Library director resigns

June 26, 1994|By Phyllis Brill | Phyllis Brill,Sun Staff Writer

Philip A. Place, director of the Harford County Public Library for more than five years, has resigned to become director of the Warioto Regional Library Center in Clarksville, Tenn.

Mr. Place, whose resignation is effective July 29, said he's looking forward to "a less stressful job" in a "lovely area of the country."

"The kids are raised, and we're going to do things differently," he said.

Mr. Place said the location will put him much closer to Louisville, Ky., where his wife, Diana, plans to enroll at Southern Baptist Seminary.

"It's always hard to leave, but I can feel good about what's been accomplished here," he said.

During his tenure in Harford, the library's budget grew from $3.5 million to $6.2 million. In fiscal 1995, the book budget will exceed $1 million for the first time in the system's history.

Two years after Mr. Place's arrival in Harford, the library published a long-range plan on capital projects that outlined services and facilities for the county well into the next century. The blueprint has been borrowed by libraries all over the world, said Susan Burdette, the library's publicity manager.

As director, Mr. Place oversaw construction of the library's newest branch in Whiteford. The 7,300-square-foot, full-service branch, which opened in June 1992, serves the northern reaches of the county and southern Pennsylvania.

More recently, Mr. Place has overseen a feasibility study for renovating the 34-year-old Bel Air library. In May, that study outlined two options for building a 54,000-square-foot library at the current site on Hickory and Pennsylvania avenues in the center of town.

But Mr. Place says his biggest accomplishment probably was bringing "stability" to a library that was left in turmoil by a previous administration. Others agree.

"It was almost anarchy," County Councilwoman Joanne S. Parrott said of the strained relationships within the library administration and the low morale of personnel in the late 1980s. James Gosier, the former director, was fired in 1988 by the Board of Library Trustees after complaints about his management.

"Mr. Place came in at a very difficult time and was very sensitive to what had happened in the past," said Mrs. Parrott, who was on the board as the County Council's first ex-officio member when Mr. Place was hired in February 1989.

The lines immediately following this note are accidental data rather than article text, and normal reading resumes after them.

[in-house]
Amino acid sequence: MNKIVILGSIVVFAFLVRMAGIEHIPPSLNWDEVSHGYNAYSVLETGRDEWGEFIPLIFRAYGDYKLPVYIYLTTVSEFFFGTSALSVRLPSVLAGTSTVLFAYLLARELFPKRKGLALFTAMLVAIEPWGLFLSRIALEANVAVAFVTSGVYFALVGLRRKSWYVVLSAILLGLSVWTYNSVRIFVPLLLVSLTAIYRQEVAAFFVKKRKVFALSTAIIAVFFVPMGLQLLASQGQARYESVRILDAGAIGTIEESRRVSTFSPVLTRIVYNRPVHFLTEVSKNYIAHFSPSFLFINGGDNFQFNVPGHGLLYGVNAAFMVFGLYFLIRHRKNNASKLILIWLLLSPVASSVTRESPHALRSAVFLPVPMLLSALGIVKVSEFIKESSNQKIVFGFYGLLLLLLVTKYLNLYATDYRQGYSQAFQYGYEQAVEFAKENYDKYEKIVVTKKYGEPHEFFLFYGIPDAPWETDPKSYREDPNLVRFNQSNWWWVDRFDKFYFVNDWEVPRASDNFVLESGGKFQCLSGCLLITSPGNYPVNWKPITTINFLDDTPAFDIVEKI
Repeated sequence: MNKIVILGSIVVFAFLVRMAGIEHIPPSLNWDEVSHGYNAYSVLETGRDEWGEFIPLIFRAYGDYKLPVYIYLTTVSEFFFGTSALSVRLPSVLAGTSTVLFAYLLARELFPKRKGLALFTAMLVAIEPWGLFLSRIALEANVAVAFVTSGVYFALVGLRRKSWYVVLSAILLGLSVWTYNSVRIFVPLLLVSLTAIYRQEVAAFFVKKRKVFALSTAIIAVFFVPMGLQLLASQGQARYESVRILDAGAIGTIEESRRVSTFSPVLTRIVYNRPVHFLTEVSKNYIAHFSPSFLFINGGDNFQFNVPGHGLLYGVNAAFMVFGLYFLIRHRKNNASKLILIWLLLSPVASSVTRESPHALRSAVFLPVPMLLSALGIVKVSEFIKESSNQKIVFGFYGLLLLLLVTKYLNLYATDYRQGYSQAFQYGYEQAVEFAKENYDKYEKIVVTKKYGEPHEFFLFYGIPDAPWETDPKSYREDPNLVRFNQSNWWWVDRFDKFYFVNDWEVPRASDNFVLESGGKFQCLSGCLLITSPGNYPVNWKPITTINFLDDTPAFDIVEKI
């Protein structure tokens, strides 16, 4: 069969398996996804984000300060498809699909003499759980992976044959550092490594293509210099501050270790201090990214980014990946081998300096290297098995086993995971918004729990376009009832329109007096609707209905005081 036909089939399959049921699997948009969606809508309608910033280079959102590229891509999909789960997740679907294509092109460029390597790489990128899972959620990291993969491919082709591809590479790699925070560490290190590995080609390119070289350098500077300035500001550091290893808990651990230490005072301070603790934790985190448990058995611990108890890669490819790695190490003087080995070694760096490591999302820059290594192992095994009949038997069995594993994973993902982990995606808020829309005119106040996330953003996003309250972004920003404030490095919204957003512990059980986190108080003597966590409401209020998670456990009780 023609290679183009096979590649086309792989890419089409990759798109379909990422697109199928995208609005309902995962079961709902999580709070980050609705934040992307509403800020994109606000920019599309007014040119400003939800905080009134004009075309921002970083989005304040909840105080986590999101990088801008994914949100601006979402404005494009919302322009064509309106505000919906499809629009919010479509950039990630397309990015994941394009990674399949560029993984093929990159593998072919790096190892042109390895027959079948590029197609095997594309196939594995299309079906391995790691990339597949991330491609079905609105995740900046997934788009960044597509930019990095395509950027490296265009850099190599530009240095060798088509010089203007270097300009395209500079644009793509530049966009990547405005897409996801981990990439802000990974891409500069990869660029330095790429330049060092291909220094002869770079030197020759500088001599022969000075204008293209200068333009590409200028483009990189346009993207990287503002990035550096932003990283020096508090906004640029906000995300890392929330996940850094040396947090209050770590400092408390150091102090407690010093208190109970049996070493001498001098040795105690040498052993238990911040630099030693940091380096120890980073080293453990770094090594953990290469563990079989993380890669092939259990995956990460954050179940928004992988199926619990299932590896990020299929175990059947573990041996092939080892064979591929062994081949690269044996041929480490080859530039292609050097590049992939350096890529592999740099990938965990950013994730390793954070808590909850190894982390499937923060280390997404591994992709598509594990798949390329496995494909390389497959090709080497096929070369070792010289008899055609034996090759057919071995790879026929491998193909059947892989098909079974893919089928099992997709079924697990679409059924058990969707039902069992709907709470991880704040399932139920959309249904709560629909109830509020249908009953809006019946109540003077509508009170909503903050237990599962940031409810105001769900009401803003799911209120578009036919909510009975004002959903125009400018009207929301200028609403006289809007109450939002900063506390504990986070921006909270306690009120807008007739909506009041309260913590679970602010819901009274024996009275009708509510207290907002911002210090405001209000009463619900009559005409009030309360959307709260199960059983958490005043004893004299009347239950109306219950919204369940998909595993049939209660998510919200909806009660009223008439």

Woodrow Grant, a member of the board of trustees since 1990 and an avid library user before that, said, "Phil Place was to the Harford County Library what Jimmy Carter was to the nation. He walked in after our own Watergate and had a calming effect.

"He reinstituted credibility in the administration of the system in the eyes of the staff and the public at large."

Pat Massarelli, president of the board, which together with the library director sets policy for Harford's nine branches, described Mr. Place as "a gentleman and a gentle man" and said, "I think he leaves the library in good shape."

The library system, like other county government agencies, had a couple of lean years in early 1990s, but the tide has seemed to turn lately.

County Executive Eileen M. Rehrmann's fiscal 1995 budget, approved by the council last month, gave the library a 19 percent increase in its operating budget.

Last summer, the library installed an automated circulation system and computerized public catalog for the county libraries and that of Harford Community College.

This summer, the system will install a telecommunications infrastructure that links major Maryland libraries with one another and with Internet, the national network of informational data bases.

The Warioto center is one of 12 regional library centers in Tennessee. It includes eight counties and serves a population of about 340,000.

As director, Mr. Place will be a consultant to the county library directors and will administer state policies and federally financed programs to the local libraries.

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